12 February 2014, 20:17
Sochi Olympics: environmental problems
For the time of preparing the Olympic Games in Sochi, the region located in a unique climate zone was transformed into a huge construction site, which could not but worry ecologists. The authorities claim compliance with environmental standards, while ecologists and civil society activists argue that in many cases the Olympic construction has become a mockery over the nature of Western Caucasus and residents of the Greater Sochi; and activists themselves were persecuted.
The "Caucasian Knot" has compiled a set of most serious environmental problems associated with the Games. The below chronology is based on the materials of the "Caucasian Knot" correspondents for the period from 2006 to 2013.
Sochi society defends the status of protected areas
In early 2013, the began extracting gravel for construction purposes from the bed of the Shakhe River, one of the main drinking water arteries of the resort city. The work was done by the "ZhD Stroyservice" Company. "Sochi has three rivers that water the whole city. From Golovinka to Dagomys – it is the Shakhe River; from Dagomys to Bytkha – it is the Sochinka River; and from Bytkha to Adler – it is the Mzymta River. The attitude to them is barbaric," said Professor Nikolai Kulikov, a member of the Public-Ecological Council under the Mayor of Sochi. The environmental threats caused a public outcry.
On September 17, in Sochi, the first attempt was undertaken to hold a hearing on the issue of removing the status of specially protected natural territories from 28 objects of nature. However, all those who gathered at the hearing voted against it, because the event was poorly prepared. The commission decided to postpone the hearing by two months.
In November, many ecologists and social activists declared inadmissibility of removing the status of specially protected areas from monuments of nature, as it would allow dishonest businessmen and state officials to squander natural resources and appropriate natural resources of Sochi without the account of the opinion of the majority.
Illegal construction in the territory of the Caucasian Reserve
On May 30, the bosses of the Caucasian Reserve announced the illegality of building a frontier base in its territory. "The administration of the Caucasus Nature Reserve has never authorized the construction of the frontier base in its territory, and will seek to remove the already built structures," said Sergey Shevelev, the director of the reserve.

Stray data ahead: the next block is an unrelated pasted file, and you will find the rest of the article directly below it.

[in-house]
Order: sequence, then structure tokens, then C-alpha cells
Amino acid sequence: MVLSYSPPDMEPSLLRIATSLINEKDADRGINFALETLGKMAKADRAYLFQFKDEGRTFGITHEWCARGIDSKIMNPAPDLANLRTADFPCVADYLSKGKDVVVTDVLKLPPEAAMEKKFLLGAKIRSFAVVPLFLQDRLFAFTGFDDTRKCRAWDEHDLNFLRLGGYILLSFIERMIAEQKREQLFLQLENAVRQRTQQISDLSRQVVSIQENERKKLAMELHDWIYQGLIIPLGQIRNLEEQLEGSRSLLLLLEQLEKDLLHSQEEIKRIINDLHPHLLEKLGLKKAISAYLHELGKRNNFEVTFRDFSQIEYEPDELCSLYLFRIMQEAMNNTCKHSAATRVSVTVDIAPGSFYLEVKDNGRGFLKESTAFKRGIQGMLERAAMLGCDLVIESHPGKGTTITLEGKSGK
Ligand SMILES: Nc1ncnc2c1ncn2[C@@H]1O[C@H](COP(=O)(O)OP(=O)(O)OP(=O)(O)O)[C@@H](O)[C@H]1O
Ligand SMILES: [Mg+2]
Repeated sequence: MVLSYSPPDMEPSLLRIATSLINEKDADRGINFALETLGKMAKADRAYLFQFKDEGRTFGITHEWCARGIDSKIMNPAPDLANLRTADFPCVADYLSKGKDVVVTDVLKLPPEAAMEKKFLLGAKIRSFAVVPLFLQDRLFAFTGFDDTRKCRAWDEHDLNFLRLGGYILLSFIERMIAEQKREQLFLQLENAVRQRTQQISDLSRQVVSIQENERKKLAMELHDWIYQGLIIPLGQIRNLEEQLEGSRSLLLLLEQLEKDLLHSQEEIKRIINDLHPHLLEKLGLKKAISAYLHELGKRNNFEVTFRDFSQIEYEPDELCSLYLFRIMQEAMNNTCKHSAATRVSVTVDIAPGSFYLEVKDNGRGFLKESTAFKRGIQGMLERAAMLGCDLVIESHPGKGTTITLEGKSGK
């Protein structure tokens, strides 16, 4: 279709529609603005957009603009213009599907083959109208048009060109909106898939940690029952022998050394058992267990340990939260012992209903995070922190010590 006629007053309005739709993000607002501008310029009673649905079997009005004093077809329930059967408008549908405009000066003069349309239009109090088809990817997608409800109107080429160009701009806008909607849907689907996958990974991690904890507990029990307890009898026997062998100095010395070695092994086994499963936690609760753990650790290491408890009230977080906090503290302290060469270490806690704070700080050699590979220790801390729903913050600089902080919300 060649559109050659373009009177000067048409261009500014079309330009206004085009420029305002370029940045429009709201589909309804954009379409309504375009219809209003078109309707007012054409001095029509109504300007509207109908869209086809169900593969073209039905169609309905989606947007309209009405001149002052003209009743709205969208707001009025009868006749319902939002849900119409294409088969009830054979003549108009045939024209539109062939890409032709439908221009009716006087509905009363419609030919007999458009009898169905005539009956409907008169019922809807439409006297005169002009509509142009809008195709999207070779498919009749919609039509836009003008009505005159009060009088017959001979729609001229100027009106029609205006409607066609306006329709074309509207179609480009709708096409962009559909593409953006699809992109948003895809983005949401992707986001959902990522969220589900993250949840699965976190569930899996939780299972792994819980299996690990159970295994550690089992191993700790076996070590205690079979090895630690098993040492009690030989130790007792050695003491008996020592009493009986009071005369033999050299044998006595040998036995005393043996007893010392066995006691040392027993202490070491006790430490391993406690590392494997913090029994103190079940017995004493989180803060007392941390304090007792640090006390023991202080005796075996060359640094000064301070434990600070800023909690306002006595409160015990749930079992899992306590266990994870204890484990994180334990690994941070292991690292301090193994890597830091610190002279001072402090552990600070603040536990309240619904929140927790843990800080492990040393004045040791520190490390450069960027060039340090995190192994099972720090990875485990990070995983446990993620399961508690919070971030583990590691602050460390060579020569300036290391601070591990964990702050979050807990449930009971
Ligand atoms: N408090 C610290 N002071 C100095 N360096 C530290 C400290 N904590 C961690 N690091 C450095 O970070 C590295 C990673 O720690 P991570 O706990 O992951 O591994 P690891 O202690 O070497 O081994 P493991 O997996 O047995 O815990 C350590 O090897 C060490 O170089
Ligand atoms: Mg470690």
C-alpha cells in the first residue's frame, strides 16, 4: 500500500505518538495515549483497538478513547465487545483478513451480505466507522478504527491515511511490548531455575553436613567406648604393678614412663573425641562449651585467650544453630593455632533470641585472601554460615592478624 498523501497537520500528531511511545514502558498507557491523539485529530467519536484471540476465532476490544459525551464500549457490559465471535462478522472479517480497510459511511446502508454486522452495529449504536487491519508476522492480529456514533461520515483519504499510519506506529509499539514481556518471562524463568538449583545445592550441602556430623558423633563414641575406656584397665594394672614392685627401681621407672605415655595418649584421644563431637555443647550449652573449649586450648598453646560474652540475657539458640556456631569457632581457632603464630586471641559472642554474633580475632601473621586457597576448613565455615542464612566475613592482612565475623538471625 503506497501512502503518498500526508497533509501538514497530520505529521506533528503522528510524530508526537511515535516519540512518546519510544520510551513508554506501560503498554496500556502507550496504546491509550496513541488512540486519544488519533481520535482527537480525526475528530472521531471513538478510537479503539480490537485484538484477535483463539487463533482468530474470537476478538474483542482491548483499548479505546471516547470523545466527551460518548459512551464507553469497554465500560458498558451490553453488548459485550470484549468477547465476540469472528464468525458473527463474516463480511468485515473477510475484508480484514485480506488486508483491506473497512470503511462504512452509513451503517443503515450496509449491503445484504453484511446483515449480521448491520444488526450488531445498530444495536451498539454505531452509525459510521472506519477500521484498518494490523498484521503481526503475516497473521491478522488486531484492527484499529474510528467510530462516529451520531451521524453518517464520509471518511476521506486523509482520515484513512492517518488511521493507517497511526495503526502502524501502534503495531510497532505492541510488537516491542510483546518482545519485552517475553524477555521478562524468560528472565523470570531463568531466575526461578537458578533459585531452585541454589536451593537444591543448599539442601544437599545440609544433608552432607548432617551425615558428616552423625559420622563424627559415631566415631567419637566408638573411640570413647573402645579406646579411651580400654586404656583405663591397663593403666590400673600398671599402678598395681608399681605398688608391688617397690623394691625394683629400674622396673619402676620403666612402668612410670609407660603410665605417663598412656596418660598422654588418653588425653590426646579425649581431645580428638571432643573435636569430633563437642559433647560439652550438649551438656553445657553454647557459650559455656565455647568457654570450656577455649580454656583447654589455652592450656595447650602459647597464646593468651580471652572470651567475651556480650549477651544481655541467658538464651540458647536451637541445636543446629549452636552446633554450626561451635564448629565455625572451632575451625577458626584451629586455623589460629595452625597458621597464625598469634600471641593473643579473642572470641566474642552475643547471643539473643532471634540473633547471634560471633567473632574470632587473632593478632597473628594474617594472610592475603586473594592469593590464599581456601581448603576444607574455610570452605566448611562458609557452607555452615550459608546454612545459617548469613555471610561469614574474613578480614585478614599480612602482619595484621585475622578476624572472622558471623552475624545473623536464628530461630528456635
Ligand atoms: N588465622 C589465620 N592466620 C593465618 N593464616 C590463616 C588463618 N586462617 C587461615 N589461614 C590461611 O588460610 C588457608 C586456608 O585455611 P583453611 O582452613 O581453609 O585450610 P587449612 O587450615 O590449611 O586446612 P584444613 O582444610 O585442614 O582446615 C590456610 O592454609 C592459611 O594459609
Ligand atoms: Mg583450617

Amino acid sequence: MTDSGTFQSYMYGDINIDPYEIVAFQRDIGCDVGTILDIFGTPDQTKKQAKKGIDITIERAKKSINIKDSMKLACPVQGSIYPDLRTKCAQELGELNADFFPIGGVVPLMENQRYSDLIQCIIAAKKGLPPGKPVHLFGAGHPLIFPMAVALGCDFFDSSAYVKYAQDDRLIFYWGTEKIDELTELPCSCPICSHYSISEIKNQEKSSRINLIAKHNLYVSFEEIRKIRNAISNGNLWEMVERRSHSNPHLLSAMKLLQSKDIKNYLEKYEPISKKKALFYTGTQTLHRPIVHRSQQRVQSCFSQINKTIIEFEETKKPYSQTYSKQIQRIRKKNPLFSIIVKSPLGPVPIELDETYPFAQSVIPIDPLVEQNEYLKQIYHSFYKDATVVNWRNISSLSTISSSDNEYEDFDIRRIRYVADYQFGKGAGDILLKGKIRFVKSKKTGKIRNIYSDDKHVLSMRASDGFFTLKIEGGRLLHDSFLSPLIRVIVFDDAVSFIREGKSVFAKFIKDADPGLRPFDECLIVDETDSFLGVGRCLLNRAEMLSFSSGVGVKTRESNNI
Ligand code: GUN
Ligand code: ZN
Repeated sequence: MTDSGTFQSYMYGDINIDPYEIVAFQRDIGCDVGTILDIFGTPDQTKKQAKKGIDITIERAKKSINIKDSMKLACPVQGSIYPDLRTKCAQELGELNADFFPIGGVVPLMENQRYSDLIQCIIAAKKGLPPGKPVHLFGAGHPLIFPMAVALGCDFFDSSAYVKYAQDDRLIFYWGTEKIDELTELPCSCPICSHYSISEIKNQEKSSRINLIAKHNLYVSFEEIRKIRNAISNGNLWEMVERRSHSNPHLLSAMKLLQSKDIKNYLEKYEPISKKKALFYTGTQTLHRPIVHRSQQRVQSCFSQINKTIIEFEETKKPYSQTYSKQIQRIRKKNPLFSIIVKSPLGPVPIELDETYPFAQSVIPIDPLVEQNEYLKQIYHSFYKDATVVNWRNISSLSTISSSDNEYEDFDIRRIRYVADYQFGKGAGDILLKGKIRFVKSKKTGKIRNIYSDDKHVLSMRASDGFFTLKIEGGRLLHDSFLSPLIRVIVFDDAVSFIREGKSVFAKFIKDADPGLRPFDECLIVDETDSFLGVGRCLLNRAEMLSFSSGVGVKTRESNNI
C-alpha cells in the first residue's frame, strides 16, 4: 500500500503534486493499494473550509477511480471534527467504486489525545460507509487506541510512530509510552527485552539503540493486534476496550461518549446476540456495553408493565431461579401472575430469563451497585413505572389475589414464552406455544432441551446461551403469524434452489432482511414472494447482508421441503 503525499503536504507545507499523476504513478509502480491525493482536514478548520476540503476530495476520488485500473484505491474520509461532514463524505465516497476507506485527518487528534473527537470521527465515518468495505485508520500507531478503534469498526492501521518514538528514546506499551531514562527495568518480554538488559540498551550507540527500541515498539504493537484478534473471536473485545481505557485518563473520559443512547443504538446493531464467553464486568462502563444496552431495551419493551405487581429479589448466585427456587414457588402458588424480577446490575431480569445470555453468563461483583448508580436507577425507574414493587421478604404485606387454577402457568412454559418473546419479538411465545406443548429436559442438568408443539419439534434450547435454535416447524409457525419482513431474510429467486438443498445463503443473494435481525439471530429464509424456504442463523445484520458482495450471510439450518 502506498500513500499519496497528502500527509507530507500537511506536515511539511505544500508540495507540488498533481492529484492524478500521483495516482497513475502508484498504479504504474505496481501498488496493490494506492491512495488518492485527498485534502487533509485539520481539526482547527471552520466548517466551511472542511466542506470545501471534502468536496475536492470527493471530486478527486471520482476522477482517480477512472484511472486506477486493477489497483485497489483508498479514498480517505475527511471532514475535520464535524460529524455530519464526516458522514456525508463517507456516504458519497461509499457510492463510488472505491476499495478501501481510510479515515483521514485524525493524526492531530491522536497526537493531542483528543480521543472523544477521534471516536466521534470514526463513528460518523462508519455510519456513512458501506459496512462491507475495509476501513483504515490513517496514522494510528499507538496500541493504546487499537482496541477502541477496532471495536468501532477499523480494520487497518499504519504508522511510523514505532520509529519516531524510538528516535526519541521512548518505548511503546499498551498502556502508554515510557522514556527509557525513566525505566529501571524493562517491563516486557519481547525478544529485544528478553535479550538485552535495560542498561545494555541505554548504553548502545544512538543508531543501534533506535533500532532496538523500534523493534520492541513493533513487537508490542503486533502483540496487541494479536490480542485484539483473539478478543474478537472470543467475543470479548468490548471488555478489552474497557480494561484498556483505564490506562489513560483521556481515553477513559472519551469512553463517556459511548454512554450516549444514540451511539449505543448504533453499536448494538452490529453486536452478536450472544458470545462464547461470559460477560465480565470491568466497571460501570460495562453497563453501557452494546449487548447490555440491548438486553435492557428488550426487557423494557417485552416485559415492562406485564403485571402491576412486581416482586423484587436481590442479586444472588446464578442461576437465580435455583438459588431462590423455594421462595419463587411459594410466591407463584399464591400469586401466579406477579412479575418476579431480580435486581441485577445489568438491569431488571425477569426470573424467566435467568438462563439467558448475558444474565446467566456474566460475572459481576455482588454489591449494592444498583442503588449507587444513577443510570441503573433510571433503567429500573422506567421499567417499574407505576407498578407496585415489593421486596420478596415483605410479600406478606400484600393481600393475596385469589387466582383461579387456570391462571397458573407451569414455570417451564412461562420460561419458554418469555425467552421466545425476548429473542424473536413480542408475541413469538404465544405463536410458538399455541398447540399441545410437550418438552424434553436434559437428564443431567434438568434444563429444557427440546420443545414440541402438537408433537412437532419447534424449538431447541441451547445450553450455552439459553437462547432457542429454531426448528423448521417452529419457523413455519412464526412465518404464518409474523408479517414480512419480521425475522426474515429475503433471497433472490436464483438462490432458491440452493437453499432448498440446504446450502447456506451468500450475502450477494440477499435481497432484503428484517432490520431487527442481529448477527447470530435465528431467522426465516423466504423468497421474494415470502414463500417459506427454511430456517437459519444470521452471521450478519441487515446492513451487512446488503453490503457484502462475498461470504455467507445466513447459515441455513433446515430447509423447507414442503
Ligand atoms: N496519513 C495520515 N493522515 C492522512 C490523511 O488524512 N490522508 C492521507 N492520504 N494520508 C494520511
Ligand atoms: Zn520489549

On August 28, frontier guards dismantled five buildings that were erected in spring in the Caucasus Nature Reserve right on migration routes of wild animals, said the World Wildlife Fund (WWF) of Russia. At the same time, the Prosecutor's Office confirmed violations at illegal construction.
Limestone mining in Sochi National Park
In September, in the territory of the Sochi National Park, another illegal quarry was found – this time in the valley of the Psou River, the "Ecological Watch for Northern Caucasus" reported with reference to local residents, According to ecologists, the location of the second quarry was established through the analysis of satellite imagery data, provided by the non-profit partnership "Transparent World". "The second illegal quarry affects the unique Shakhgin Gorge, where 11 plant species listed in the Red Book of Russia are growing," said ecologists.
UN experts: Olympic preparations have negative impact on ecology
In March, UN experts presented a special report, prepared based on the January examination, carried out by the experts of the UNEP (United Nations Environment Programme) mission, where they accused Russian officials of delaying the decision-making related to reducing the negative impact of the Olympic preparations on the environment. The report presented ecologists' comments, who claim that as a result of the construction, the environment had suffered an irreparable damage: traditional animals' habitats were destroyed, including those of bears and birds. It was particularly noted that the main threat is to the Mzymta River, along which they built a highway and a railroad to the venue of the Games.
Sochi National Park: Red-Book tree felling and ecologists' protests
On August 19, a group of activist of the "Ecological Watch for Northern Caucasus" from Sochi, Krasnodar, Maikop and Nizhny Novgorod held an action in defence of the law at the construction of the combined road Adler-Krasnaya Polyana.
Ecologists and local activists blocked the work of the workers of the Limited Liability Company (LLC) "Stroydor-A" in the territory of District No. 3 of the Veselovsk District Forestry of the Sochi National Park, next to the "Temporary Bridge No. 4" across the Mzymta River. The participants of the action came to the production base of the LLC "Stroydor-A" located near the bridge, where workers were finishing their breakfast and "explained them that there would be no work on that day, as the tree felling was illegal."
Ecologists record violations in construction of Olympic roads and facilities
On January 23, a delegation of the "Greenpeace" handed over to the headquarters of the International Olympic Committee (IOC) in Lausanne 5000 signatures of Russians who demanded to remove the construction site of the future Olympic bobsleigh track in Sochi.
In June, the UNEP (United Nations Environment Programme) supported the position of the World Wildlife Fund and the "Greenpeace-Russia", which had expressed the need to remove the bobsleigh complex and the Olympic Village, built for the 2014 Olympic Games in Sochi, from the Grushevoy Ridge to some alternative locations. Activists of the leading environmental organizations of Russia – the "Greenpeace" and the WWF – noted that they welcomed the position of UNEP and encouraged the Organizing Committee (OC) "Sochi-2014" and the State Corporation "Olimpstroy" to conduct a real work for considering the alternative options for locating the Olympic facilities jointly with independent international experts.